in india you can buy credit card numbers

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lucasoil4u
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Postby lucasoil4u » Mon Jul 02, 2012 1:13 pm

You got the Centurion you will never have that happen.. Or they will run like 300000 on it in a day.


MemberSince99
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Postby MemberSince99 » Mon Jul 02, 2012 5:45 pm

lucasoil4u wrote:You got the Centurion you will never have that happen.. Or they will run like 300000 on it in a day.


I wouldn't bet the rent on that. They had Indian CSRs on their high end revolver, BCP, and on the Gold card, so it's coming, might be a few years, but it's coming.

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FastSRT8
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Postby FastSRT8 » Mon Jul 02, 2012 11:32 pm

Bottom line it is all about $$ and cents. IF you can get a service for less, companies will do it.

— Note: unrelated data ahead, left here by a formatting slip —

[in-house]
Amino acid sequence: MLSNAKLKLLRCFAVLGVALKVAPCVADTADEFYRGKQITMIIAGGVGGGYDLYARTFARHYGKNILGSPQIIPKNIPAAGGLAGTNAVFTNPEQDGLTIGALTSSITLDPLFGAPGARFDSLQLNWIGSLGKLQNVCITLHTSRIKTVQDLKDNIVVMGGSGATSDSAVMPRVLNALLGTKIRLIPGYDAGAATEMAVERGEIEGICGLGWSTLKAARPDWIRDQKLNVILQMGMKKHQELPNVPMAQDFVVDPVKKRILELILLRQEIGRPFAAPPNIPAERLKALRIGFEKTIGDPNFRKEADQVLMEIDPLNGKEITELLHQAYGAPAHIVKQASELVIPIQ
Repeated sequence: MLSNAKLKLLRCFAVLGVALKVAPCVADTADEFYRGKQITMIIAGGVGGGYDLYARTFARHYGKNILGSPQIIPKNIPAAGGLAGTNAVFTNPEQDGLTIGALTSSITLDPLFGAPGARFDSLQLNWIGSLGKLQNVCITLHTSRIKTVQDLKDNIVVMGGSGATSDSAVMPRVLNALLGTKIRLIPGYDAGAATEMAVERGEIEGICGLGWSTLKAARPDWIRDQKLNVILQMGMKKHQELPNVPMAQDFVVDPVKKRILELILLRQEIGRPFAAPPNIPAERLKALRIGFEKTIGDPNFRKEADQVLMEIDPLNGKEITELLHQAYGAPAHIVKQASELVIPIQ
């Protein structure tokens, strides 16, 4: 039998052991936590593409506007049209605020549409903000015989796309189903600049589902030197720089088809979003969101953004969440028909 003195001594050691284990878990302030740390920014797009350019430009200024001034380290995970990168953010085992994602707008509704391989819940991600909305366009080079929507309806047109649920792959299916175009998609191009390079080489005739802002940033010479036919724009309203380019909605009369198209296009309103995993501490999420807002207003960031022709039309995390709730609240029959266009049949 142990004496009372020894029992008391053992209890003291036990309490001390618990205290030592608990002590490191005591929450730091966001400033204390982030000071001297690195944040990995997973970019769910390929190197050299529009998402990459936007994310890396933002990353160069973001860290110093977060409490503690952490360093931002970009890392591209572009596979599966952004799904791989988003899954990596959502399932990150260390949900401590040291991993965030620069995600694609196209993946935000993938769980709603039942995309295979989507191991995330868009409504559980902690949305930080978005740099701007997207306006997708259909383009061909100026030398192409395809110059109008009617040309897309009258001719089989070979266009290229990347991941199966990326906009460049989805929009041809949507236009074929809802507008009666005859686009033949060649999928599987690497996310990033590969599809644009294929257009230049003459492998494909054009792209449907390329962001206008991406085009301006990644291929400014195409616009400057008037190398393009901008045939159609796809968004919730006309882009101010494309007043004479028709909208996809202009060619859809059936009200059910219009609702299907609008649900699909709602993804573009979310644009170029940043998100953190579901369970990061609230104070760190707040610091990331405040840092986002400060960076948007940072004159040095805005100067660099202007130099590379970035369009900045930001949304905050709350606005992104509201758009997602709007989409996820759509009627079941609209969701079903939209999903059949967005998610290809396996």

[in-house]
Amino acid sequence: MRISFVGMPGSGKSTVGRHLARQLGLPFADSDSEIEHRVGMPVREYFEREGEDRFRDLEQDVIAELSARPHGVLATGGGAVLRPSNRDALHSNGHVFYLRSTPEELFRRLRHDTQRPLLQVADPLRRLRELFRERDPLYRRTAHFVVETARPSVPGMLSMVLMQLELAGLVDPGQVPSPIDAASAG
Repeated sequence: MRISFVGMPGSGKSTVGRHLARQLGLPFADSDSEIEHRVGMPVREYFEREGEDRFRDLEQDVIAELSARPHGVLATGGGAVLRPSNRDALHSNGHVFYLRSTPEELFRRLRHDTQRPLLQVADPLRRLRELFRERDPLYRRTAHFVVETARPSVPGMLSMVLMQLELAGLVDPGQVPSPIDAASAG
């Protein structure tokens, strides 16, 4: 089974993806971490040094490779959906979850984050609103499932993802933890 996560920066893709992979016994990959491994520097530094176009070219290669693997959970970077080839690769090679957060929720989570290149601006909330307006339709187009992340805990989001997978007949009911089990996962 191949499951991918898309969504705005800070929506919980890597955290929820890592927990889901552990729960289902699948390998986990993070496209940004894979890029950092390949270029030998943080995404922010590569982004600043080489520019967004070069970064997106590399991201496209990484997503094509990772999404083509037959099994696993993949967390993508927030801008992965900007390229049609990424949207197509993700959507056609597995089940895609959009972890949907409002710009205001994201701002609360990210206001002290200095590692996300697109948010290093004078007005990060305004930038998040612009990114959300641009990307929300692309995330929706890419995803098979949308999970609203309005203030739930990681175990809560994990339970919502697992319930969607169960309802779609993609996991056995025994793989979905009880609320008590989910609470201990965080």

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MemberSince99
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Postby MemberSince99 » Tue Jul 03, 2012 6:13 am

FastSRT8 wrote:Bottom line it is all about $$ and cents. IF you can get a service for less, companies will do it.


Of course they will. They will if they go out of business doing it. I've seen this first hand. The execs don't care about the harm it does to the company because they get bonuses for "cost savings".

Case in point - I worked (got out of there when I realized how nuts they were) for a large international company last year. They had offshored all of their software development to India, because it was cheaper in terms of what they paid. And indeed, it was cheaper vs what they would have paid Americans, however, even they could see (and it had to be blindingly obvious for that to happen) that they were getting very little to nothing in return for what they paid to the point the company was suffering. As a result they actually brought it back to the US, because even though it was "cheap", they got nothing back and as a result actually saved nothing but just threw away money.